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Philosophy and the Morality of Abortion

JOHN BAKER
Journal of Applied Philosophy
Vol. 2, No. 2 (1985), pp. 261-270
Published by: Wiley
Stable URL: http://www.jstor.org/stable/24353453
Page Count: 10
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Philosophy and the Morality of Abortion
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Abstract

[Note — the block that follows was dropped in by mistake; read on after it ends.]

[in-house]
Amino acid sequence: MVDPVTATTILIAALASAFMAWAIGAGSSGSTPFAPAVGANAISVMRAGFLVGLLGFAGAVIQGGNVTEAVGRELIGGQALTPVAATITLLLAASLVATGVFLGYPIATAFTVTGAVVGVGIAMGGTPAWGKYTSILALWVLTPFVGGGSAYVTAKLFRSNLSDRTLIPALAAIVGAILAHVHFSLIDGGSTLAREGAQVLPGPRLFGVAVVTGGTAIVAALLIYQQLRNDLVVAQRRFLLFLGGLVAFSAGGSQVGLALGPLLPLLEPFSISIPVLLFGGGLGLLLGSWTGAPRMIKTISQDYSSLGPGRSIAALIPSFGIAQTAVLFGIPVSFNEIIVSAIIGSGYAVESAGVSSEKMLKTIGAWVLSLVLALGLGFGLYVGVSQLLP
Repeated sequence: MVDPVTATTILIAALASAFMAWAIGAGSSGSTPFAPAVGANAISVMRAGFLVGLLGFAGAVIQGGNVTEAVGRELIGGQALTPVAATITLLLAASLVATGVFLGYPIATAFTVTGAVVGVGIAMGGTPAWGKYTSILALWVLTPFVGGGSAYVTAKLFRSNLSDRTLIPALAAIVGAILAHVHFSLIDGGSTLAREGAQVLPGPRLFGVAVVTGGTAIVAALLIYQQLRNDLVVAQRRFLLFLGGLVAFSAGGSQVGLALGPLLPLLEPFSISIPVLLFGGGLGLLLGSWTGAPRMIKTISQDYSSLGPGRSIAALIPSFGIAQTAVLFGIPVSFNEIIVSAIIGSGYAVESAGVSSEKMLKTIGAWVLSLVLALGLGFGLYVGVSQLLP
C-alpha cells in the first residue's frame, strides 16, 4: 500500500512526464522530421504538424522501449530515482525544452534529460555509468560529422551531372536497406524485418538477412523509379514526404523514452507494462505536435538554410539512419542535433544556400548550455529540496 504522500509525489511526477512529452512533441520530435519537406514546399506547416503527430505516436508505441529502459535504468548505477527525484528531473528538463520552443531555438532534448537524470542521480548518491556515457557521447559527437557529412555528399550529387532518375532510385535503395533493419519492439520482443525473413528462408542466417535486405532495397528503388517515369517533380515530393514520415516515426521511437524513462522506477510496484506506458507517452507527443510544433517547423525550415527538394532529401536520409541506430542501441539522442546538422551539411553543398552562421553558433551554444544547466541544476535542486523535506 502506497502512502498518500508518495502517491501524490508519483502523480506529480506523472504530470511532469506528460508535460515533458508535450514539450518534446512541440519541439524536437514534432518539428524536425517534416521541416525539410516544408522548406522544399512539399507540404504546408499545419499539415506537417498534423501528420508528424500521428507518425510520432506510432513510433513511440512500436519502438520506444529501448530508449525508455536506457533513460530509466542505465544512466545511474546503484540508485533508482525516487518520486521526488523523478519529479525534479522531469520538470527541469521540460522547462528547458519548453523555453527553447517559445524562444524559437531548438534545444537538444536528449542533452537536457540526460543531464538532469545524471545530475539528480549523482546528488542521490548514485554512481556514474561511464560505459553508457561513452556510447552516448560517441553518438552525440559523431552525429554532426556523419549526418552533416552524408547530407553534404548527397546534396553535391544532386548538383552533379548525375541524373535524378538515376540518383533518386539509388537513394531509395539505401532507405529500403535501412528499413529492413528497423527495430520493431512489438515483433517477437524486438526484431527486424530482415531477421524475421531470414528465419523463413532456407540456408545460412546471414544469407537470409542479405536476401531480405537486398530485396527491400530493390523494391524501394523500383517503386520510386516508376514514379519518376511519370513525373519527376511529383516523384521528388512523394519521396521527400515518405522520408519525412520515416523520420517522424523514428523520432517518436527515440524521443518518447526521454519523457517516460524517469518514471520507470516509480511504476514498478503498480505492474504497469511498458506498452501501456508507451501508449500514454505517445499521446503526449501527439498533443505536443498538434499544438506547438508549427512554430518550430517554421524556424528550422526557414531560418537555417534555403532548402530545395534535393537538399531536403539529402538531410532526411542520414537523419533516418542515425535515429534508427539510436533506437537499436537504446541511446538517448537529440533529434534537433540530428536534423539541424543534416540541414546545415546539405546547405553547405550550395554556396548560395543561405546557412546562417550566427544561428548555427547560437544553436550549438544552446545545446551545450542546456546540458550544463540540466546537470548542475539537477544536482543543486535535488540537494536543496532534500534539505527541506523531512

Abortion is a philosophically interesting issue because both sides seem so certain of their conclusions, yet the issue is at the same time clearly a derivative one. It is also highly political, and needs to be seen within the context of the growth of the women's movement. A philosophical overview of the issue in section 1 construes the central claims of the pro-choice and anti-abortion positions as moral and conceptual constructions, which extend everyday moral thinking into the area of abortion. It notes the interesting relation between such constructions and other arguments about abortion, and how this is responsible for their social and historical specificity. Section 2 defends the pro-choice position as a victory of moral sensitivity over linguistic guile. Section 3 situates the argument within the politics of feminism, and recognises the limited contribution which philosophy is able to make.

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